MSF frequently publishes updates, press releases, and other forms of communication about its work in roughly 70 countries around the world. See the list below for the most recent updates or search by location, topic, or year.

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NEW YORK/MEXICO CITY—Central American migrants in Mexico are reporting extremely high levels of violence during their journey north, and are listing the dire security situation in their countries as the impetus for leaving home, according to patient survey results released today by the international medical humanitarian organization Doctors Without Borders/Médecins Sans Frontières (MSF).   

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In Port-au-Prince, MSF teams are running trauma surgery and burn treatment services in Drouillard neighborhood; surgical and orthopedic care in Nap Kembe hospital in Tabarre; a stabilization center in Martissant neighborhood, and an emergency obstetrics program in Delmas 33.

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MSF is giving humanitarian assistance to Central American migrants crossing into Mexico en route to the U.S.

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Too many Haitian women are dying because they lack access to safe abortion care, MSF's Catrin Schulte-Hillen explains.

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Colombia's port city of Buenaventura has three times as many cases of TB than anywhere else in the country. MSF is working to treat patients and fight the disease.

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With an epidemic spreading through San Pedro Sula, teams have diagnosed three times as many cases as there were last year.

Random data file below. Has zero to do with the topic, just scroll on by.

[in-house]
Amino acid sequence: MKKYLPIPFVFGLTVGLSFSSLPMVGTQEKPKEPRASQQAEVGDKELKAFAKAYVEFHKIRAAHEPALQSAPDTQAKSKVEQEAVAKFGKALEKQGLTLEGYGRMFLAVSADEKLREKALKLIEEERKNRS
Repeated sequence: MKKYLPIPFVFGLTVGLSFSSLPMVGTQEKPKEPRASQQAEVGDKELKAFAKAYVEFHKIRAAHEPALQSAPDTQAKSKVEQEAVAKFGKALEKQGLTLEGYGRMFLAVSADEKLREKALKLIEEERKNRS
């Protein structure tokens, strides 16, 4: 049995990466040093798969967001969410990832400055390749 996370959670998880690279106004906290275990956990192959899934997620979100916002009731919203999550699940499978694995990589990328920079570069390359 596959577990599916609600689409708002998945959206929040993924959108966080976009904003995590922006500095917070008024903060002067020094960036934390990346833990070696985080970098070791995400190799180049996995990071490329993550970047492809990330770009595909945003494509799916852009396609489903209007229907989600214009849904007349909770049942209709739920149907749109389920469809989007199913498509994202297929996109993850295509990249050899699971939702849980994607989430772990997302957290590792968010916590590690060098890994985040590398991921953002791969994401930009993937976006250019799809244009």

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Tuberculosis (TB) is more prevalent in Buenaventura, one of Columbia's biggest port cities, than anywhere else in the country. Doctors Without Borders/Médecins Sans Frontières (MSF) is working there because many people in urgent need of TB treatment have difficulty accessing the healthcare system. More than 300 TB and drug-resistant TB patients were admitted to the program in 2012.

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A new report by MSF focuses on the mental health consequences of violence on ordinary people in the south of the country.

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  MSF's Duncan McLean explains that Haitians are at worse risk of dying from cholera now than they were two years ago, due to neglect of the country's health care system by international donors.

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MSF's Duncan McLean explains that Haitians are at worse risk of dying from cholera now than they were two years ago, due to neglect of the country's health care system by international donors.
 
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